With the recent divestment of the CSU system, the team is now focusing on the legislative hurdle to fully cede the remaining fossil fuel obligations, Trautman said.
The group currently consists of around 10 members, including Cal Poly and other CSU students, as well as three co-chairs and a retired San Francisco State University faculty member who advises the coalition. . The organization also participated in this year’s club showcase as Fossil Free Cal Poly, junior in environmental and forestry management and Divest, CSU co-chair Heath Hooper said.
Last school year, the group garnered support by sharing their petition, advocating with the Cal Poly community, and arranging a meeting with Cal Poly president Jeffrey Armstrong, though there was no had consensus, Hooper said.
Over the summer, the three Co-Chairs and the Academic Advisor attended lobby meetings with CSU West Investment Advisory Committee members and Board members to assess support and seek advice.
“Now we can hopefully take [the CSU systemâs commitment to divest] in another meeting with the Cal Poly administration, âHooper said.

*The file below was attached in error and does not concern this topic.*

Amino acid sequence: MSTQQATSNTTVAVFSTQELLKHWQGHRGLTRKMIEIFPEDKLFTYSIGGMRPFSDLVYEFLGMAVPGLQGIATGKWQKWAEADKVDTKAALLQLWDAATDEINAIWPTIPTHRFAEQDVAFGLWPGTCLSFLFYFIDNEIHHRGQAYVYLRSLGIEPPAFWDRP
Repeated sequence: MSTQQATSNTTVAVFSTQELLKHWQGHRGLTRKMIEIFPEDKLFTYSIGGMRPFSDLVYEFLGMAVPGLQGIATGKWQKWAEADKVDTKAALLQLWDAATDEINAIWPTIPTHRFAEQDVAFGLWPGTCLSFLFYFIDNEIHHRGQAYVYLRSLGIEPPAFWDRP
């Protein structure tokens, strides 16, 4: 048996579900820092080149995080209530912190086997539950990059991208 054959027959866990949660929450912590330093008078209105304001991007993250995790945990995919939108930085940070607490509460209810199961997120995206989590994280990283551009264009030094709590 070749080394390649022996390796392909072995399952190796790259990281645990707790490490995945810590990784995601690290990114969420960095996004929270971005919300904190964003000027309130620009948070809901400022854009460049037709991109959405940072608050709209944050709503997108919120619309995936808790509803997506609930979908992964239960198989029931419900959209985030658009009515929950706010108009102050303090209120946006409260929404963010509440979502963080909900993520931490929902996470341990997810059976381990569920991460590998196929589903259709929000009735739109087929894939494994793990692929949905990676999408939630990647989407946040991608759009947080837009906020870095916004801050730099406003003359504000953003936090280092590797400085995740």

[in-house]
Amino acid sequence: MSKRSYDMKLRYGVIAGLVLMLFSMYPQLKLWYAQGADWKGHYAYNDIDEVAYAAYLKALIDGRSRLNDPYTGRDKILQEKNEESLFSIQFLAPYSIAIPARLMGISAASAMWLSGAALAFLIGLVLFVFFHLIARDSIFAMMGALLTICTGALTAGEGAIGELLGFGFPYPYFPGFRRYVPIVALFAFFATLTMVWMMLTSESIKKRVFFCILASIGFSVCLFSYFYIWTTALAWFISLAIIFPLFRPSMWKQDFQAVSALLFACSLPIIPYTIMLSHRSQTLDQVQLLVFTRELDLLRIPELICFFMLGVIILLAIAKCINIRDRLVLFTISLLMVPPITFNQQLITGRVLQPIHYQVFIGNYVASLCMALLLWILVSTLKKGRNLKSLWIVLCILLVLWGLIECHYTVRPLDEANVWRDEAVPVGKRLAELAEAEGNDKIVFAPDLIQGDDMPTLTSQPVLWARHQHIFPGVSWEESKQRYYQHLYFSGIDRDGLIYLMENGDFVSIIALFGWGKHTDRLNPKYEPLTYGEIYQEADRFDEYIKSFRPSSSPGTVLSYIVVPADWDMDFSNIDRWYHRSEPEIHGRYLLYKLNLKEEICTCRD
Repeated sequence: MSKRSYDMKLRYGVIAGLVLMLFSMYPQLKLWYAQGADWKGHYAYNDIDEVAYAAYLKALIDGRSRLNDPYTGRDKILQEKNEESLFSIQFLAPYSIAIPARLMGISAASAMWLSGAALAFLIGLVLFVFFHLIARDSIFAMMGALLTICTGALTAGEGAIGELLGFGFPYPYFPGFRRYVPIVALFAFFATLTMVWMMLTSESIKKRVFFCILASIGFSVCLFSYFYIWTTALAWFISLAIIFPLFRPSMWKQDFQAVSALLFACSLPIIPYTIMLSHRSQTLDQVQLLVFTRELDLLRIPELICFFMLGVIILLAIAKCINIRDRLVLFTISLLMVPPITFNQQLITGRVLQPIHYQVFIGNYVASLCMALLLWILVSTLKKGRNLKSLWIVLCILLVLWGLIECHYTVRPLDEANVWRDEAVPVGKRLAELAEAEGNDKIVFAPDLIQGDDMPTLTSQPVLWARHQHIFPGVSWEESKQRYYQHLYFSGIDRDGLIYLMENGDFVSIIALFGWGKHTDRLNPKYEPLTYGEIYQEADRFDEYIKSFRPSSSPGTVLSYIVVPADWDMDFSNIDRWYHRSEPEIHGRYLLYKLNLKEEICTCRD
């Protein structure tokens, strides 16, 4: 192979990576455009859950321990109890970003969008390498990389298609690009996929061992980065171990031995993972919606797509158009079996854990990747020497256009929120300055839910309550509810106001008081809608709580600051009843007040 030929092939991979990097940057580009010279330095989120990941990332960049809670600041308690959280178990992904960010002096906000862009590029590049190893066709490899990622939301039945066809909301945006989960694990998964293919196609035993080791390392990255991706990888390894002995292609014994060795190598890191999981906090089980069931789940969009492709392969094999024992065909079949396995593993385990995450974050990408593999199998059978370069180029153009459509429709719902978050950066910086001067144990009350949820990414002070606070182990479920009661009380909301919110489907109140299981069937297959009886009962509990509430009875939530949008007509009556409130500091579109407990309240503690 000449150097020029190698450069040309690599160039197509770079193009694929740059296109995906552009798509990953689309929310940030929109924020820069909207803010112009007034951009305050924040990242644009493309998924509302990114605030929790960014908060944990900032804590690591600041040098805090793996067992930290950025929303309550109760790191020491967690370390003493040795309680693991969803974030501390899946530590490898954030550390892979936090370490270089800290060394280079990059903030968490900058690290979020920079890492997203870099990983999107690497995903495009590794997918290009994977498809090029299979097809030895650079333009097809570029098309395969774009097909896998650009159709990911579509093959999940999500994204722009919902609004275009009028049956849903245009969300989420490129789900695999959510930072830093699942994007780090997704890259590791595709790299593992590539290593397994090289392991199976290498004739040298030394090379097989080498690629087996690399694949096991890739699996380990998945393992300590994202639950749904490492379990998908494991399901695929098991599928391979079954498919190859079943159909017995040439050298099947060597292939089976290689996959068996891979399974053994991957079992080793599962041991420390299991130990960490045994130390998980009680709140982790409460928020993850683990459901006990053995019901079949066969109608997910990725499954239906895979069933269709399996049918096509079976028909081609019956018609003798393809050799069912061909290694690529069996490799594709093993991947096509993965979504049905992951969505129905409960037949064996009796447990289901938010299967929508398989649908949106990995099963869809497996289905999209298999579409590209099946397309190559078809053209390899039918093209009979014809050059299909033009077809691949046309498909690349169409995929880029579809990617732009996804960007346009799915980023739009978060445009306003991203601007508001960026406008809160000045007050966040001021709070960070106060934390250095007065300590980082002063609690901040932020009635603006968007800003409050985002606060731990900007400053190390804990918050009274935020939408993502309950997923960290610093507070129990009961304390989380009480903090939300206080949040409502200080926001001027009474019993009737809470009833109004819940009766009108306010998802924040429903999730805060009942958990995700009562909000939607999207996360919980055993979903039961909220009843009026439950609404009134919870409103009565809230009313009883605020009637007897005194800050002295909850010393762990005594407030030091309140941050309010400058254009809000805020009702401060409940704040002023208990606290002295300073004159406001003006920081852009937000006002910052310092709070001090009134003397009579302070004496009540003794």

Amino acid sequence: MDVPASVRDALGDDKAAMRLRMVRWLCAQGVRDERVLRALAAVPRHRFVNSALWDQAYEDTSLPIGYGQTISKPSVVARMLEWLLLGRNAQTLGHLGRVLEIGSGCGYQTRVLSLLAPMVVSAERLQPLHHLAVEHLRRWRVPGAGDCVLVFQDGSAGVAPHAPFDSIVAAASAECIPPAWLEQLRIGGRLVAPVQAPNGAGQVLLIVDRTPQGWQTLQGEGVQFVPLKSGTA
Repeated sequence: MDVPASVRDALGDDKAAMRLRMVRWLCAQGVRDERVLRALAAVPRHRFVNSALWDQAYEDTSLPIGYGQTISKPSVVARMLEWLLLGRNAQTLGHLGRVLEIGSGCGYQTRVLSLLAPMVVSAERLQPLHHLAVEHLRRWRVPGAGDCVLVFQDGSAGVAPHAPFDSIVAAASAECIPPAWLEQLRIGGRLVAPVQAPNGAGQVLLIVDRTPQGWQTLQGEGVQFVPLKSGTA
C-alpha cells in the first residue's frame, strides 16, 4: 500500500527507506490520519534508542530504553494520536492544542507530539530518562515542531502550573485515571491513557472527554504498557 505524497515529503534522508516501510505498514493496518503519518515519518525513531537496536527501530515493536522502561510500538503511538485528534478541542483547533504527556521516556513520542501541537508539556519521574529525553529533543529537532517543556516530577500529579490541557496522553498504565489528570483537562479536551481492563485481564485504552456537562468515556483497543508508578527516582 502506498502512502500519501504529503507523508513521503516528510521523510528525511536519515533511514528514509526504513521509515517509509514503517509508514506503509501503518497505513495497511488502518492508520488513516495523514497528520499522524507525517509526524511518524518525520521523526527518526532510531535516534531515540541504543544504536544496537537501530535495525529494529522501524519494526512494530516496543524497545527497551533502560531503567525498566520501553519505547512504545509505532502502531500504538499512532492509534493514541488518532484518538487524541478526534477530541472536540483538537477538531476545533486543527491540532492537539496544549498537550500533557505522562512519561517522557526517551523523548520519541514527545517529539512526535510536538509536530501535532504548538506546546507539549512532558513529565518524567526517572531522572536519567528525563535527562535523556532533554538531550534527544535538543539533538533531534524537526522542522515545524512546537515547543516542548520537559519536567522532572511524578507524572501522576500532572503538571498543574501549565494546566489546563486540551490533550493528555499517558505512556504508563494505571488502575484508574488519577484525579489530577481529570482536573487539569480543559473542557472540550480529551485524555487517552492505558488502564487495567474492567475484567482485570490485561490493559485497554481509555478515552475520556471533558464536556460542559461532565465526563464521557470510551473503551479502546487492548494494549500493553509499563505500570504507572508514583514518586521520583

While the team estimates that the whole process may take five years, the team set some goals after the divestment, including reinvesting in renewables and having CSU issue a suggestion to campuses explaining the logic of divestment, Hooper said.
According to professor of civil and environmental engineering Derek Manheim, there is still a lack of accountability in the fossil fuel industry.
Environmental externalities, such as hydraulic fracturing or leakage of gas emissions from abandoned wells, are neither quantified nor factored into the total cost of its environmental impact, he said.
âWe could take that into account one way or another; whether through carbon taxes or a cap and trade system, âsaid Manheim. “To stop subsidies for burning natural gas and other types of fossil fuel resources.”
Greenhouse gas emissions from fossil fuels are a major major contributor to global warming. To exceed 1.5 Â° C of warming above the pre-industrial level by 2030 would expose the planet to the most catastrophic effects of climate change, according to a special report by the Intergovernmental Panel on Climate Change (IPCC) of United Nations.
Some of these effects include extreme heat and heat-related mortality, destructive forest fires and depleted water resources, according to the report.
Manheim said as California begins to shift to renewable energy resources, Cal Poly should follow suit and be a leader, looking locally and statewide.
âThere are a lot of opportunities around the central coast for the current wind farm [and] PG&E is moving from nuclear power to something else in the region, âsaid Manheim.